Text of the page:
From 1968 Miguel Telles Antunes and Giuseppe Manuppella uncovered fossils at the Cerâmica do Mondego quarry near Taveiro, a village in Portugal, southwest of Coimbra. Among them were a number of low triangular teeth of a herbivorous dinosaur. In 1991 these were named and described by Telles Antunes and Denise Sigogneau-Russell as the type species Taveirosaurus costai. The generic name refers to Taveiro. The specific name honours the Portuguese geologist João Carrington da Costa.
The holotype, CEGUNL-TV 10, was found in ancient river clay of the Argilas de Aveiro Formation dating from the Maastrichtian. It consists of one of the teeth. Nine other teeth were also assigned to the genus, CEGUNL-TV 6–9, 11 and 13–16. Later also some teeth found near Lano in Spain were referred.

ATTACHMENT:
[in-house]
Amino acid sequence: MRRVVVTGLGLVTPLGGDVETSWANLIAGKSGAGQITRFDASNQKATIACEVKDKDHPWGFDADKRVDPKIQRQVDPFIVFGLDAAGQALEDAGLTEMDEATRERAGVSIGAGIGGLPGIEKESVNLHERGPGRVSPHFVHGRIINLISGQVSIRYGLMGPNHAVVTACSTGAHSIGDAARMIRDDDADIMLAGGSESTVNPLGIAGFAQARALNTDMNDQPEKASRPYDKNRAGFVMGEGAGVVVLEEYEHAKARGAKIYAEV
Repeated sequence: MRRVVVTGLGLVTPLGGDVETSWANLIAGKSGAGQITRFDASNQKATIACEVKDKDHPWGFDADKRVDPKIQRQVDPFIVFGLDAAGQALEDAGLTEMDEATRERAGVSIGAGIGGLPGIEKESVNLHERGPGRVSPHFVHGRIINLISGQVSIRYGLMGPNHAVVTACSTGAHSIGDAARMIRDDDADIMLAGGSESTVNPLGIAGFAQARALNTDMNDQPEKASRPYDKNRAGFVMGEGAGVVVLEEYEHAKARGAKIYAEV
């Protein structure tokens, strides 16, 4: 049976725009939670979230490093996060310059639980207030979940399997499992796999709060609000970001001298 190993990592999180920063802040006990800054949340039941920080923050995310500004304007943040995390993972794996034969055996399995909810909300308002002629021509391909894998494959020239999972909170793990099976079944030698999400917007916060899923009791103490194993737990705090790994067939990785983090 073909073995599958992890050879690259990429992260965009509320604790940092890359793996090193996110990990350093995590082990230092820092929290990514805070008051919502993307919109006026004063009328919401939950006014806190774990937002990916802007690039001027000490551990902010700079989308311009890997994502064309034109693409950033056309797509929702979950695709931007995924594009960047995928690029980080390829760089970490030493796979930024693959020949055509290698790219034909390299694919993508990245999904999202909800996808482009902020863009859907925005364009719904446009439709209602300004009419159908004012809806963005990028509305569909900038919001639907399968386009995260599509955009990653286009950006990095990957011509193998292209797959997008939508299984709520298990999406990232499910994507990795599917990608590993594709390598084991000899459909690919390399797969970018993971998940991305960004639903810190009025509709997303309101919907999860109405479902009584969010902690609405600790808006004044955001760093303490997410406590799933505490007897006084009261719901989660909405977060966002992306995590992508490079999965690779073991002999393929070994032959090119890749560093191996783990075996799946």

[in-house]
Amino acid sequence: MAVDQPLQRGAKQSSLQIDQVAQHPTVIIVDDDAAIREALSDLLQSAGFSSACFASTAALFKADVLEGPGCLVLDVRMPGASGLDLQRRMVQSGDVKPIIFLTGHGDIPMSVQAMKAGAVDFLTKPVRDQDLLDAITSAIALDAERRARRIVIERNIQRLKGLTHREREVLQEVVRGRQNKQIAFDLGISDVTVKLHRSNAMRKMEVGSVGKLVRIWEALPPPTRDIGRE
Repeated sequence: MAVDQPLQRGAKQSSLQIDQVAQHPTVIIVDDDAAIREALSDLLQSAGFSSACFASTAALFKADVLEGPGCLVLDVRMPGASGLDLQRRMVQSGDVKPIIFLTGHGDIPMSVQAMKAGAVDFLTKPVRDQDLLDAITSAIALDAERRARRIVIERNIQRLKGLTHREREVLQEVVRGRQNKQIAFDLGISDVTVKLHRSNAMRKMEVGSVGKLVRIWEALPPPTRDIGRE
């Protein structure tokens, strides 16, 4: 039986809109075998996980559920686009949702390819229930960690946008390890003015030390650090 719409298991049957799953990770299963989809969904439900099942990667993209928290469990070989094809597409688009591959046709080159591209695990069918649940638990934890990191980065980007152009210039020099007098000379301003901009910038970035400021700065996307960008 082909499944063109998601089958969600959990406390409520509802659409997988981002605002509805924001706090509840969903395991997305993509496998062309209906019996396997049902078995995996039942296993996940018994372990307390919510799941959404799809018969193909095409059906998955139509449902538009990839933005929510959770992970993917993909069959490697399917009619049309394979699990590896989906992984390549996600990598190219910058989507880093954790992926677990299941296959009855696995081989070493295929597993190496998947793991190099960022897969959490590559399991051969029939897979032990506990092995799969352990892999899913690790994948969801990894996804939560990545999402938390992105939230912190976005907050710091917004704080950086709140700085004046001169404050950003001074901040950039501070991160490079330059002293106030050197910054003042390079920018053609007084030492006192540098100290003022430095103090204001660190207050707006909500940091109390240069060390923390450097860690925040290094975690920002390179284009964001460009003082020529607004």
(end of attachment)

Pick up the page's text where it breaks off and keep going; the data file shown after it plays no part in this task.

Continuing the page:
Having only the teeth to base themselves on, Telles Antunes and Sigogneau originally thought that Taveirosaurus belonged to some pachycephalosaurian group. In 1991 they assigned it to the Homalocephalosauridae, in 1992 to the Pachycephalosauridae. However, they soon rejected this possibility — and Taveirosaurus has not been included in this group in recent reviews — in 1995 considering it a member of the Nodosauridae. In 1996 Peter Galton suggested it might have belonged to the Fabrosauridae, pointing out a similarity to the teeth of Alocodon and Trimucrodon, two other "tooth genera". In 2004 David B. Norman concluded it was a nomen dubium.